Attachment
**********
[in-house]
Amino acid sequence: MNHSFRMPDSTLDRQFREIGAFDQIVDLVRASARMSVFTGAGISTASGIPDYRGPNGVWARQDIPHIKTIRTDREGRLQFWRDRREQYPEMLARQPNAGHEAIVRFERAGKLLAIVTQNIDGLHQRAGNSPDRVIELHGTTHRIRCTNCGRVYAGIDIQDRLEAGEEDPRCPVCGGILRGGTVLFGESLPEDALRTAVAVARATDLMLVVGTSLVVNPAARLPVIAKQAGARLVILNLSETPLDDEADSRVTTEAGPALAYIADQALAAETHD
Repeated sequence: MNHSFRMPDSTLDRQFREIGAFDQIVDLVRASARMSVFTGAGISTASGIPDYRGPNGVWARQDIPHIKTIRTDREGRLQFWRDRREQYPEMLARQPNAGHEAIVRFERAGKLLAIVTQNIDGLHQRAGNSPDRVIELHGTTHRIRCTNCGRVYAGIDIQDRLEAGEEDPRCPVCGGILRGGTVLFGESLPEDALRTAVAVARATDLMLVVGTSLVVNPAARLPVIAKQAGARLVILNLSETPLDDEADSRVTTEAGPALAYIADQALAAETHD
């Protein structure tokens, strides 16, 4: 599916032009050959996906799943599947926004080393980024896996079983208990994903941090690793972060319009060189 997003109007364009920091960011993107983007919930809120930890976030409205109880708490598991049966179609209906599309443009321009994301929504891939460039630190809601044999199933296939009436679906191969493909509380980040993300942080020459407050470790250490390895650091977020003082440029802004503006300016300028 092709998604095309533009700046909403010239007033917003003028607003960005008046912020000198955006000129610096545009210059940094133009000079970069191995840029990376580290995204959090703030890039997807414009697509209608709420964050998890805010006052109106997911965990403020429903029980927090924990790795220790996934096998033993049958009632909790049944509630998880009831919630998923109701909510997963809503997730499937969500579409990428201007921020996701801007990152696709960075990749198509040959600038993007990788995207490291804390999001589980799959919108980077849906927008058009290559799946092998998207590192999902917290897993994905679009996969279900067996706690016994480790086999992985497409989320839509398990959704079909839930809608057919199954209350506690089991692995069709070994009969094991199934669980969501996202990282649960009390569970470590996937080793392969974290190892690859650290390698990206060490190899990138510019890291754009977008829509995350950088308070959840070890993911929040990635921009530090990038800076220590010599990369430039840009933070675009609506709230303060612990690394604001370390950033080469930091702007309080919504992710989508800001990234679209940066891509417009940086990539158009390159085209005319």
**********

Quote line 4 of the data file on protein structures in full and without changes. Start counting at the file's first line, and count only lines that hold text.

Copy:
């Protein structure tokens, strides 16, 4: 599916032009050959996906799943599947926004080393980024896996079983208990994903941090690793972060319009060189 997003109007364009920091960011993107983007919930809120930890976030409205109880708490598991049966179609209906599309443009321009994301929504891939460039630190809601044999199933296939009436679906191969493909509380980040993300942080020459407050470790250490390895650091977020003082440029802004503006300016300028 092709998604095309533009700046909403010239007033917003003028607003960005008046912020000198955006000129610096545009210059940094133009000079970069191995840029990376580290995204959090703030890039997807414009697509209608709420964050998890805010006052109106997911965990403020429903029980927090924990790795220790996934096998033993049958009632909790049944509630998880009831919630998923109701909510997963809503997730499937969500579409990428201007921020996701801007990152696709960075990749198509040959600038993007990788995207490291804390999001589980799959919108980077849906927008058009290559799946092998998207590192999902917290897993994905679009996969279900067996706690016994480790086999992985497409989320839509398990959704079909839930809608057919199954209350506690089991692995069709070994009969094991199934669980969501996202990282649960009390569970470590996937080793392969974290190892690859650290390698990206060490190899990138510019890291754009977008829509995350950088308070959840070890993911929040990635921009530090990038800076220590010599990369430039840009933070675009609506709230303060612990690394604001370390950033080469930091702007309080919504992710989508800001990234679209940066891509417009940086990539158009390159085209005319």